conflict with the Burmese government

The history of post-independence Burma is rife with conflict and protracted civil war between the central government and various armed groups. The war has been essentially ideological; historically between the socialist state and communist resistance; more recently between military rule and democratic opposition. Distinct from the democratic struggle, although recently somewhat converging with it, is that of the Karenni and other ethnic groups who have been fighting for self-determination and independence from the Burmese government since 1948.

Historically Karenni consisted of three states recognised as independent by their neighbours. To this effect, in 1875, the Imperial British and Burmese governments signed an agreement that the Karenni states were to be under the control of neither the British nor the Burmese. Burma was held by the British under colonial rule as a province of India between 1824 and 1948. During the colonial period Karenni was divided up into administrative areas governed by ‘Saophyas’ who had extensive control and departmental offices in their territories and did not pay tribute to the British monarchy, which had no institutional presence in the area. Between the 1840s and 1889, competition over teak and other resources produced conflict between various parties – Karenni, Burmese, British, Shan and Thai.

In 1947 the leaders of some ethnic minority areas that had previously been independent signed the Panglong Agreement allowing for accession of their territories to the Burmese states. Although Karenni leaders did not sign the agreement, on January 4, 1948, when Burma attained independence from British rule and the Union of Burma was created as an independent republic with a democratic parliament, Karenni State was incorporated into the Union of Burma. Many Karenni resisted and as a result military administration was imposed on the state. In 1957 the separatist opposition formed a new political organisation with a military wing, the Karenni National Progressive Party (KNPP).

Democratic rule in Burma ended in a 1962 coup d’etat led by General Ne Win. Ne Win ruled the country for twenty-six years as Chairman of the Burmese Socialist Programme Party (BSPP), administering the ‘Burmese Way to Socialism’ with Marxist and Buddhist influences. The BSPP brought in a series of harsh reforms and oppressive treatment, particularly of ethnic minority groups, crushing the separatist cause, denying the ethnic minority states any effective means of political participation and forcing the resistance movement underground. In 1988, a massive student-led uprising protesting economic mismanagement and political oppression, sparked by the appointment of General Sein Lwin of the security police as BSPP chairman, was violently repressed by the state but paved the way in 1990 for the first free elections held in Burma for nearly 30 years. Karenni groups took part in the 1988 uprising and two Karenni parties each won two seats in the 1990 elections.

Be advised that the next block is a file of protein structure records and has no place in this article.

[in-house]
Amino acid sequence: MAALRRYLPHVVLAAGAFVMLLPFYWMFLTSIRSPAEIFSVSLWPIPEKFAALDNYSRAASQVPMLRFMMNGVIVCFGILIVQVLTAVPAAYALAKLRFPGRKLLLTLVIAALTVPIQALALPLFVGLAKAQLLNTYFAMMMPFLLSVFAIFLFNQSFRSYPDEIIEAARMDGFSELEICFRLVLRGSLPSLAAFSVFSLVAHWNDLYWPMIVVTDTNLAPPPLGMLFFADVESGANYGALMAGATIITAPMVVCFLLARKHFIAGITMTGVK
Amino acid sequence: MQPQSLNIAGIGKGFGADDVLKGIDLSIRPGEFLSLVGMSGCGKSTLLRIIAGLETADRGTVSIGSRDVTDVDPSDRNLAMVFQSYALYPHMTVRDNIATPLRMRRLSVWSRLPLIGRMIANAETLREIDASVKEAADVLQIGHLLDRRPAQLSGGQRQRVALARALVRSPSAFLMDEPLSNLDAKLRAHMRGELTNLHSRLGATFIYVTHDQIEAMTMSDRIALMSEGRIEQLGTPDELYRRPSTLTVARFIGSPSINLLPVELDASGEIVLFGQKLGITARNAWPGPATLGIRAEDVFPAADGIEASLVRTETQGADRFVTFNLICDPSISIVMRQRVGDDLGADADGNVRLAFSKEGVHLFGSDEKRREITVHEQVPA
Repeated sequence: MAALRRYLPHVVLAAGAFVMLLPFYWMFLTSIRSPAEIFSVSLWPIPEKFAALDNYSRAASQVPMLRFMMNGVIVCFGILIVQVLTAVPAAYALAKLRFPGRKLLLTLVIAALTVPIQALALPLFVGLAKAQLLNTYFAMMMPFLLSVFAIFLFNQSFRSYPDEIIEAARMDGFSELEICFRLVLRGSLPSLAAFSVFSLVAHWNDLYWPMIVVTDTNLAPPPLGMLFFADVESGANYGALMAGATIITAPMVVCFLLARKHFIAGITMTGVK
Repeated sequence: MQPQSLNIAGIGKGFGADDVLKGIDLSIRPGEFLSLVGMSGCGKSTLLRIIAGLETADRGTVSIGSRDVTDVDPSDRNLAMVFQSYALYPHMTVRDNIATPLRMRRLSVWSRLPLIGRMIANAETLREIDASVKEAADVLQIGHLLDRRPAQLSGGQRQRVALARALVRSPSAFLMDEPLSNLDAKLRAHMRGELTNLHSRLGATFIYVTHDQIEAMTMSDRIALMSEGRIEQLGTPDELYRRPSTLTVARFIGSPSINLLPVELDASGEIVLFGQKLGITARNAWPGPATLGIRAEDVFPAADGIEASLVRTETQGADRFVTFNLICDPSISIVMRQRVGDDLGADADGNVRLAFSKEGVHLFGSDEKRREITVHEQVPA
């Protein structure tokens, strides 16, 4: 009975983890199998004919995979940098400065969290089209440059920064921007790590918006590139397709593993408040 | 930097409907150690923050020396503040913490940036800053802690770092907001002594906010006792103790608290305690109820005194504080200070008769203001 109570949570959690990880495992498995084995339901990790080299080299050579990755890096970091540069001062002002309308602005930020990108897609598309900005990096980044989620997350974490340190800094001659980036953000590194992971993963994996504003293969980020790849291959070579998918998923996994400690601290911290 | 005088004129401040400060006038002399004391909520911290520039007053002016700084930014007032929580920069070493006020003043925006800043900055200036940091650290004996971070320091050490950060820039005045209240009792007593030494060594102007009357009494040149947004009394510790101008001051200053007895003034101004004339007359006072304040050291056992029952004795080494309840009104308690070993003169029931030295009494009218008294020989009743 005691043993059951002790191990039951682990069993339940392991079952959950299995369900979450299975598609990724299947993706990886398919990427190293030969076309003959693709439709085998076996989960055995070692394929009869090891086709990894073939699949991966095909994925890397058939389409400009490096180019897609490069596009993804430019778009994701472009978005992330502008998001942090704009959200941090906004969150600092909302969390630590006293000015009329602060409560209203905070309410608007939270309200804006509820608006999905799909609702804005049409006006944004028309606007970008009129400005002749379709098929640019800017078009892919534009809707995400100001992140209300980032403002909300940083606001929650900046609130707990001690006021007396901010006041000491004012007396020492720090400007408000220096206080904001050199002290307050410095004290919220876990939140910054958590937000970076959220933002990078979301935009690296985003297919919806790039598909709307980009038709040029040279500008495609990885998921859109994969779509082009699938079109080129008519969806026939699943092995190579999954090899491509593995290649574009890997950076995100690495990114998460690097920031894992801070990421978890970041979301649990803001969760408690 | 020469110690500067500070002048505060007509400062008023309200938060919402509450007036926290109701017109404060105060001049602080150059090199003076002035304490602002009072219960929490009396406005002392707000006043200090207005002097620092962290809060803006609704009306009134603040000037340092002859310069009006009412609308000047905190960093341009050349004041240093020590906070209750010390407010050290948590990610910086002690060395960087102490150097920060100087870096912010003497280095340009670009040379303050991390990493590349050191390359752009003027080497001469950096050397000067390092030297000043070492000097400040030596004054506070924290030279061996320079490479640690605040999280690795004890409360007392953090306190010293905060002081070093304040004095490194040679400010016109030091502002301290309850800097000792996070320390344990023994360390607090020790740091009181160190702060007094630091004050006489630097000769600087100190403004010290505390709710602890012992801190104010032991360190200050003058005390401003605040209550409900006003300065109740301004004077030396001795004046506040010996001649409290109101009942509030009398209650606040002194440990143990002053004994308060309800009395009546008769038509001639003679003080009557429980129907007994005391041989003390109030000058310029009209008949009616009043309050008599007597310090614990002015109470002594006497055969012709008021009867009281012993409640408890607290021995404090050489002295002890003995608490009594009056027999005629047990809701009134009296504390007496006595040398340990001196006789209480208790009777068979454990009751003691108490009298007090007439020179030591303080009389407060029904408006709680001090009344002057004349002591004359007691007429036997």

The elections yielded a landslide victory to the National League for Democracy (NLD) led by Aung San Suu Kyi, but the victory was denied by the military junta who refused to hand over power, dismantled the BSPP and seized direct control of the country. Neither of the Karenni parties had run on a separatist platform and both intended to represent the interests of Karenni within the national system but when the military junta seized control the parties were deregistered and former MPs were imprisoned or fled into exile. The State Law and Order Restoration Council (SLORC) replaced the BSPP in 1988 headed by General Saw Maung. In 1997 SLORC was replaced by the State Peace and Development Council (SPDC) but this was essentially a renaming as the leadership did not alter.

After decades of low intensity fighting between state forces and rebel groups along the border, General Khin Nyunt invited the groups to discussions to negotiate ceasefire agreements in 1993, and seventeen ceasefire agreements were negotiated between SLORC and various splinter groups during the 1990s, including a short-lived one between SLORC and the KNPP in 1995. This agreement broke down after several months partly over KNPP claiming SLORC had breached the agreement by continuing its attacks and SLORC anger over KNPP log exports to Thailand. Following the breakdown of the KNPP ceasefire there has been a massive increase in conflict in Karenni state and large-scale forced relocation of villages by the Tatmadaw (Burmese state military forces).